The story begins when ace detective Harry Goodman goes mysteriously missing, prompting his 21-year-old son Tim to find out what happened. Aiding in the investigation is Harry's former Pokémon partner, Detective Pikachu: a hilariously wise-cracking, adorable super-sleuth who is a puzzlement even to himself. Finding that they are uniquely equipped to communicate with one another, Tim and Pikachu join forces on a thrilling adventure to unravel the tangled mystery. Chasing clues together through the neon-lit streets of Ryme City--a sprawling, modern metropolis where humans and Pokémon live side by side in a hyper-realistic live-action world--they encounter a diverse cast of Pokémon characters and uncover a shocking plot that could destroy this peaceful co-existence and threaten the whole Pokémon universe.
Howard Clifford's design is based on Dr. Seijiro Inui from, Paprika (2006). See more »
While in the bar, Tim attempts to pretend to be talking with someone on his phone so that people won't think he's crazy for talking to Pikachu whom only he can understand. At one point he sets his phone down to directly talk to Pikachu. In the next shot, the phone has completely disappeared from the counter. See more »
We saw this movie at one of the AMC early preview shows on May 2nd, and I'm so glad we did.
Why? Because "video game movies" are something that historically were a "wait til it's on TV" type of thing - no real reason to see them on the big screen; they weren't much different than the games they came from.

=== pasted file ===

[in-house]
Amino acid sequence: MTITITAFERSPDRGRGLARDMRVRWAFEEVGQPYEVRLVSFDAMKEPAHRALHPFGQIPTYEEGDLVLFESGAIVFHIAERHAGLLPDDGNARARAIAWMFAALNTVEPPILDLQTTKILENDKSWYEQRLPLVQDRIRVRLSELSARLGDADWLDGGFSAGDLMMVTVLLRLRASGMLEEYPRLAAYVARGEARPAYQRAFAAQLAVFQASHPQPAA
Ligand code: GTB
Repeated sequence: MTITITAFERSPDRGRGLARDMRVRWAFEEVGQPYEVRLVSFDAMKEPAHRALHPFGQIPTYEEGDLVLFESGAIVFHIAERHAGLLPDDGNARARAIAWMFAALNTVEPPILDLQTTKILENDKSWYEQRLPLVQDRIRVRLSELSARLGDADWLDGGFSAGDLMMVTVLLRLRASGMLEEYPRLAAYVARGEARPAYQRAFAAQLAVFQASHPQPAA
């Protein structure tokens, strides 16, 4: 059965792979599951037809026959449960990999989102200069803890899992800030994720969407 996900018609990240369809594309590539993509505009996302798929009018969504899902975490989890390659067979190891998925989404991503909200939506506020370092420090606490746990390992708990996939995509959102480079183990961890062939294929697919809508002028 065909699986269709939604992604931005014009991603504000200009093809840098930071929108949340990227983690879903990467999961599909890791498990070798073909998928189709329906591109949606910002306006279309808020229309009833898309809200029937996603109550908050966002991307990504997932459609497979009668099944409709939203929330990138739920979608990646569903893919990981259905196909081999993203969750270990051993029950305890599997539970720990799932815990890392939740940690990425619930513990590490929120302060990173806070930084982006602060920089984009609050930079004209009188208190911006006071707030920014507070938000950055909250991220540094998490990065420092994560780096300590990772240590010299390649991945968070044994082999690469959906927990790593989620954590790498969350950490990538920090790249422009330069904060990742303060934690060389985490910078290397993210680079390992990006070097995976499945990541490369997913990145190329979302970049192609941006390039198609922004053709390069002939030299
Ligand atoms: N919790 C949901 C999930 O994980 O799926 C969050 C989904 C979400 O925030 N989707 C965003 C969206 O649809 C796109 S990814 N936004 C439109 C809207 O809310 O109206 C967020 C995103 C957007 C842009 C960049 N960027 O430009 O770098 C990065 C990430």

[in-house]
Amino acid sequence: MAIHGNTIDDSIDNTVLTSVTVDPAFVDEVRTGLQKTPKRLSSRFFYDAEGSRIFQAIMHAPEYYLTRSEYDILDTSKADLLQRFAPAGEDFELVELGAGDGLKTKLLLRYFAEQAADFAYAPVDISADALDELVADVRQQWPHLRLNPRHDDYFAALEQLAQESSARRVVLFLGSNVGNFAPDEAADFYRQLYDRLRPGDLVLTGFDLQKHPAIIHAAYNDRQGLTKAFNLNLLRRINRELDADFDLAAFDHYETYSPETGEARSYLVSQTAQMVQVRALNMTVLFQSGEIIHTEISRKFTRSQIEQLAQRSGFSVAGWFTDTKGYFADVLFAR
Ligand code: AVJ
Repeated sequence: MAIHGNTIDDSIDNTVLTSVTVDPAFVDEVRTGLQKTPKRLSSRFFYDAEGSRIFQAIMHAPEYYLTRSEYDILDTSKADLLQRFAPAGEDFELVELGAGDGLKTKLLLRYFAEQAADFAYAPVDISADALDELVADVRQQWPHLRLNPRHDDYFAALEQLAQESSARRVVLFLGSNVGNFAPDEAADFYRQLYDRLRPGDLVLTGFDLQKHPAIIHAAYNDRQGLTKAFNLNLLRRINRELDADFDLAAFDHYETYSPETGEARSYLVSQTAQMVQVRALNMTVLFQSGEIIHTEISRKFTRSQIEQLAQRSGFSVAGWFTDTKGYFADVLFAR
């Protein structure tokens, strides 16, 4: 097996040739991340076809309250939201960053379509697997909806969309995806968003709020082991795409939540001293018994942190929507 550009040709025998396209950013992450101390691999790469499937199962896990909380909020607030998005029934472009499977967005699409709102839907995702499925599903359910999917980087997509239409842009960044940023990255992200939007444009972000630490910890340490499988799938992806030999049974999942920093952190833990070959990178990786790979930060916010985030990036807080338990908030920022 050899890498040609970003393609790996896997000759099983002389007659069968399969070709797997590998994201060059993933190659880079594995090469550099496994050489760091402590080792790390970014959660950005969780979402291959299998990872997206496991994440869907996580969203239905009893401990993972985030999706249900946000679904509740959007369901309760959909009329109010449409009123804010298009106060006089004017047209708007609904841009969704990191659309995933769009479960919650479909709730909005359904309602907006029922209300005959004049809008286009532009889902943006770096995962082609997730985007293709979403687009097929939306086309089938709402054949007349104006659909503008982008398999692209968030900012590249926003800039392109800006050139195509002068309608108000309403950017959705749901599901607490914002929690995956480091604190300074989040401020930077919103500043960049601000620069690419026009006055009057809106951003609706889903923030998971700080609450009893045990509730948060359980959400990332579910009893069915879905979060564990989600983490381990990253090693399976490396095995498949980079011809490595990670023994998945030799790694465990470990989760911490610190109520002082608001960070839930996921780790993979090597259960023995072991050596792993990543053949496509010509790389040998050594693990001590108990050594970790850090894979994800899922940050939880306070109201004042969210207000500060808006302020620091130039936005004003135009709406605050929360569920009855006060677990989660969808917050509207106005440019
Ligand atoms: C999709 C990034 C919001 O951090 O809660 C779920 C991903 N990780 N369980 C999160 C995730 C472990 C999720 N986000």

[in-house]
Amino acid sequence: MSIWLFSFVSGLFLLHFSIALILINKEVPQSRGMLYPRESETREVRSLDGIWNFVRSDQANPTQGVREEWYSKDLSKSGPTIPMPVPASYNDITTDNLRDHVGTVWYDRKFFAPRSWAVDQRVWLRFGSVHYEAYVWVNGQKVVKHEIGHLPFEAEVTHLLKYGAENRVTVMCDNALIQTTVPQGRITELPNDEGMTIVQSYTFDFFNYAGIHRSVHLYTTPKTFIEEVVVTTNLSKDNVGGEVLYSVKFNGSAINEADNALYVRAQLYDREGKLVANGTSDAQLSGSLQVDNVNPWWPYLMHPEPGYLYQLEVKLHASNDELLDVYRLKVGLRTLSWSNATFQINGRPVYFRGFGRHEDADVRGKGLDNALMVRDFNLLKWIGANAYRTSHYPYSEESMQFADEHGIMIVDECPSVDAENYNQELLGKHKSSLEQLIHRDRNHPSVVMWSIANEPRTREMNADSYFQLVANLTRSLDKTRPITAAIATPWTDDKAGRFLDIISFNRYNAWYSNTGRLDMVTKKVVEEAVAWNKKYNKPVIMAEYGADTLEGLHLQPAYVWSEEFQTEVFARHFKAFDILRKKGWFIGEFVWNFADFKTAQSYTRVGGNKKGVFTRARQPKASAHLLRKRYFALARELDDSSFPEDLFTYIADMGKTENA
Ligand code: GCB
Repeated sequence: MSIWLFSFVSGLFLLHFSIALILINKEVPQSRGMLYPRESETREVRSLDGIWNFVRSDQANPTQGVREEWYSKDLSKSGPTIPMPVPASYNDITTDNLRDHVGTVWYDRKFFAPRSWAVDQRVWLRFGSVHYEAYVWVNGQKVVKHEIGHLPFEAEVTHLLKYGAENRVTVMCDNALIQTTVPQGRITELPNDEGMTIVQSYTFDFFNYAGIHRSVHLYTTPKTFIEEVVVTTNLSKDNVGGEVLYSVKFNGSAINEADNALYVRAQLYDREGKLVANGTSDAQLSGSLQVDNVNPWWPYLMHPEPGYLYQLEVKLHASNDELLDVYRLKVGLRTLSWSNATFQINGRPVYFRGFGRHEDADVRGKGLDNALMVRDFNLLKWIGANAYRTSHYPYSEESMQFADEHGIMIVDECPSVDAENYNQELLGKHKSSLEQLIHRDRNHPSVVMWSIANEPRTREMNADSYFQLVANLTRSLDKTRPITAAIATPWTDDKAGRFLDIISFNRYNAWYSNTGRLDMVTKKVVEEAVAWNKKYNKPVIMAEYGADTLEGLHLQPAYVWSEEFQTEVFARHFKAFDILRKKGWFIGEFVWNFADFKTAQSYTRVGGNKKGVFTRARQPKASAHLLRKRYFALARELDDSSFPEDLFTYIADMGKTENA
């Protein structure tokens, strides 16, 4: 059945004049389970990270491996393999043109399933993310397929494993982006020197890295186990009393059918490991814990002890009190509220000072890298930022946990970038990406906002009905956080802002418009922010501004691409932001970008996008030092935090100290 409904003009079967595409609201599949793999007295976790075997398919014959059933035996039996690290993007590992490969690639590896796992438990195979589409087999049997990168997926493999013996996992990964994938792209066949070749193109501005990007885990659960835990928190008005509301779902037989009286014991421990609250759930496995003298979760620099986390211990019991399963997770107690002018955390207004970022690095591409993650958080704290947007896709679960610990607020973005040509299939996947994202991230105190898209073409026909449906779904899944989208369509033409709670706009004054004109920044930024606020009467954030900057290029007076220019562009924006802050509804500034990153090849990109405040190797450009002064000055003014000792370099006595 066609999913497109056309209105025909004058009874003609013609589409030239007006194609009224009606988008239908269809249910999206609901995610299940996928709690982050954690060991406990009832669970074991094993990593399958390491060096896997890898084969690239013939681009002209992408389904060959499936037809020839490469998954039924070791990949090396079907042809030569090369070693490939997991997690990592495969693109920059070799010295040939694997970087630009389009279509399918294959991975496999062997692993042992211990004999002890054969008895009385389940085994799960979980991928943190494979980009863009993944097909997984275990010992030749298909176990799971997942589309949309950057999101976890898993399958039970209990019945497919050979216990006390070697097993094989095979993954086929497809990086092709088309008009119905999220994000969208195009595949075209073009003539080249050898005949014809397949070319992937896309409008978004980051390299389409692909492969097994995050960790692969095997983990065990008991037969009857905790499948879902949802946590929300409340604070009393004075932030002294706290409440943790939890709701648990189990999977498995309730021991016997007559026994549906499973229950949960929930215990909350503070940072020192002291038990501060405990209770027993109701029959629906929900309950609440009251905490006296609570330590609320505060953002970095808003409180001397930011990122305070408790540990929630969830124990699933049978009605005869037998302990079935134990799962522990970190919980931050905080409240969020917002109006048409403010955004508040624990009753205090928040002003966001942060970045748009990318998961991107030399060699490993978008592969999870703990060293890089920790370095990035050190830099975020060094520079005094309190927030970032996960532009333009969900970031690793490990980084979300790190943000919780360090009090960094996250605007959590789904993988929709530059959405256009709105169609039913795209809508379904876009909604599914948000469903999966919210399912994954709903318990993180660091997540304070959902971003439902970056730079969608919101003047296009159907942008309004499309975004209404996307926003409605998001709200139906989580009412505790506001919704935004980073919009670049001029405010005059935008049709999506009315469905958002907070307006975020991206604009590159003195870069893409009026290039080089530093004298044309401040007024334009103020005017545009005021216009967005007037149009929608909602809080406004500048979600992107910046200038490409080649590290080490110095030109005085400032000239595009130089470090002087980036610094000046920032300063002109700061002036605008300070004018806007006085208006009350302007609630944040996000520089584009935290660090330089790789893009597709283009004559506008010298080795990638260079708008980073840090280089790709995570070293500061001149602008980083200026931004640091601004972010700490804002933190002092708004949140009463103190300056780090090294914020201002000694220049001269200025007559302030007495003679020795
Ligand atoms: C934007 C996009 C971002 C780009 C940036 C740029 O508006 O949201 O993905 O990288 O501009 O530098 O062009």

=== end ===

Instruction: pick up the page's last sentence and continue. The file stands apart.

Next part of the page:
Detective Pikachu, on the other hand, is an actual movie. Yes, it's set in a world where Pokémon actually exist, and this one can talk to both humans and Pokémon (Doctor Doolittle, anyone?), but unlike a "video game movie", the plot isn't just a vehicle for the setting. It's an actual mystery/adventure, with characters you come to care about, both human and not. Twists and surprises and feels. All the parts of a great flick.
One thing that surprised me was how I was amazed by the emotions expressed by the Pikachu character - not only did he feel "real" in the movie, his face, ears, body language conveyed emotion clearly and strongly. It's hard to explain, it was kind of like a cross between looking at a child and a puppy... I don't know how they did it, but when Pikachu was saddened, you *felt* it; when happy, you knew it...
Finally, I also do have to say that all of us were concerned about the "Deadpool factor" - which turned out to be a non-issue. Ryan Reynolds is a great actor, and like any great actor, you only see and hear the character he's playing - not his past ones.
Excellent movie for all ages, even if you're not a Pokémon fan, you'll enjoy it.
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